Frustrated motorist calls police because he’s unable to drive illegally

Some drivers have become so used to breaking the law with impunity, that it appears they now feel entitled to call the police when they’re unable to drive illegally.

The image below captures the glorious moment this week when a disgruntled driver called police to complain his route through Oriel Square in Oxford was blocked by members of the Oxford Pedestrians Association. The police patiently explained that cars are not permitted to drive through the square between 7.30am and 6.30pm – as explained by the large traffic signs. However, this simple fact did not stop the driver remonstrating with police for some time.

This bizarre sense of driver entitlement flourishes for many reasons – not least the absence of a systematic approach to the reduction of road danger – but it can be stopped in its tracks by us as society if and when we decide.

A poignant example of frustration at road danger galvanising people power was broadcast on Dutch national tv in the early 1970s.

According to the website bicycledutch: “The documentary was about the Amsterdam neighbourhood “De Pijp” which was about 100 years old at the time. The homes were run down and small. The streets were never built, nor fit for all the cars brought in by the 40,000 people living in the small area and its many visitors. This led to an overpopulated neighbourhood with a lot of dirt and filth and especially the children suffered. The documentary is one of a series and this particular episode looks at the situation from a child’s perspective.”

Below is an abridged version subtitled in English.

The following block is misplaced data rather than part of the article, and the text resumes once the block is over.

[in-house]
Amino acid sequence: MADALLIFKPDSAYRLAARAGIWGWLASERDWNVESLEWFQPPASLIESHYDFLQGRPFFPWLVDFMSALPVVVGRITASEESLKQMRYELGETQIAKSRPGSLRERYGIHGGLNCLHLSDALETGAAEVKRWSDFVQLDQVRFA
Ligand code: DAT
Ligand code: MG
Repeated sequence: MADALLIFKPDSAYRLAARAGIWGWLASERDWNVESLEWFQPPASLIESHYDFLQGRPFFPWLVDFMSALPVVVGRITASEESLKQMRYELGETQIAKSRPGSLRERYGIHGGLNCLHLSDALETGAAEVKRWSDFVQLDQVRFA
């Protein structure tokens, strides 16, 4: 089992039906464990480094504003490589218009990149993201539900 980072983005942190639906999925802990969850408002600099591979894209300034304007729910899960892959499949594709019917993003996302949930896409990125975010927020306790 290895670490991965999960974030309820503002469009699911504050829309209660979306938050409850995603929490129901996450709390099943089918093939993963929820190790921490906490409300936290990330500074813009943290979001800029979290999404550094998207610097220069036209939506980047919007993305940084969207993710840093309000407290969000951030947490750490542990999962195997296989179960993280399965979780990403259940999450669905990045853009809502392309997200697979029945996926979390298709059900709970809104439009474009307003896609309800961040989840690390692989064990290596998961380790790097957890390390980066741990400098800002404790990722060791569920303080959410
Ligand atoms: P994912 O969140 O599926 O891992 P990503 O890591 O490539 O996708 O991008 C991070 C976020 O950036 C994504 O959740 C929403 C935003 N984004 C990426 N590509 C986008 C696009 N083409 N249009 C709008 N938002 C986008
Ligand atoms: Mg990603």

The road rage of the white van driver and the resolute way in which others dismiss the idea of streets closed to motorised traffic are incomprehensible to the Dutch today, but unfortunately, this sort of attitude is culturally ingrained here in Britain.

road danger, protest, people power

People Power: Dutch folk protesting against road danger in the early 1970s

The Dutch documentary inspired journalists to write opinion pieces which in turn played a part in the formation of the “Stop de Kindermoord” (stop the child murder) movement, and series of mass protests and ultimately a change in culture. The rest is history. The Netherlands lead the world with their systematic approach to road danger reduction and a vision of reducing road deaths to zero.

Unfortunately, when it comes to a systematic reduction of road danger, Britain is 50 years behind the Netherlands…and counting.

According to Erik Teteroo, a transport planner who advises the Dutch ministry of transport and environment; “The UK is, in some sense, 50 years behind the Netherlands. If you look at what we’ve achieved over those 50 years and what you’re facing now. You’re still facing a very high number of casualties, but you’re also facing, as we had in the 70s with the oil crisis, a global problem with the climate. The climate issue urges for less carbon dioxide, less car use and more alternative like cycling.”

The Netherlands is now regarded as a world leader in transport planning, but it wasn’t always that way. Although the there is a strong cycling tradition among the Dutch, by the late 1960s, buildings in Amsterdam were being bulldozed and canals filled with concrete to make way for new roads. Watch our crowdfunded documentary to hear first hand from the activists who helped turn the tide.

Stop Killing our Children examines how road danger damages us all, whatever our age and however we travel, and questions our collective blindness to both its cause and remedy.The 40-minute, crowdfunded film is narrated by the BBC’s John Simpson and features interviews with Chris Boardman, Dr Rachel Aldred, Dr Ian Walker, George Monbiot and the founders of the Stop de Kindermoord movement amongst others. Please watch and share our film. Please help turn the tide against road danger.

ETA – The ethical choice

ETA cycle insurance offers a sympathetic policy on the storage of bicycles. For example, as long as a shed door is locked, the bicycles stored within do not require any further security. On top of that, our policy covers stolen quick-release components. And for added peace of mind, we handle claims ourselves in-house. Oh, and we never devalue bikes, no matter their age. Hardly surprising The Good Shopping Guide judges us to be Britain’s most ethical provider.

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